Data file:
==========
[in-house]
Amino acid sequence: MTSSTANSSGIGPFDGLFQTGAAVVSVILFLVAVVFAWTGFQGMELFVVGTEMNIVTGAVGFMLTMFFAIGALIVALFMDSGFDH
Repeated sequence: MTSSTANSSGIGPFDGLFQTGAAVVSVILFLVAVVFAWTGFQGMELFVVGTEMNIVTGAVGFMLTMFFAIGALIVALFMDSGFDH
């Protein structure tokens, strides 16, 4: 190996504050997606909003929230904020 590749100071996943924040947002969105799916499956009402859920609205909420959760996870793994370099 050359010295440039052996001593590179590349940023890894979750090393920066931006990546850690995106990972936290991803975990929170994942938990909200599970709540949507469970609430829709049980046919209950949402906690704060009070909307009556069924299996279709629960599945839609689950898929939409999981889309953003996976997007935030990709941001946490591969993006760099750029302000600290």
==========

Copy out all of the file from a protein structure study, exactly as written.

[in-house]
Amino acid sequence: MTSSTANSSGIGPFDGLFQTGAAVVSVILFLVAVVFAWTGFQGMELFVVGTEMNIVTGAVGFMLTMFFAIGALIVALFMDSGFDH
Repeated sequence: MTSSTANSSGIGPFDGLFQTGAAVVSVILFLVAVVFAWTGFQGMELFVVGTEMNIVTGAVGFMLTMFFAIGALIVALFMDSGFDH
């Protein structure tokens, strides 16, 4: 190996504050997606909003929230904020 590749100071996943924040947002969105799916499956009402859920609205909420959760996870793994370099 050359010295440039052996001593590179590349940023890894979750090393920066931006990546850690995106990972936290991803975990929170994942938990909200599970709540949507469970609430829709049980046919209950949402906690704060009070909307009556069924299996279709629960599945839609689950898929939409999981889309953003996976997007935030990709941001946490591969993006760099750029302000600290």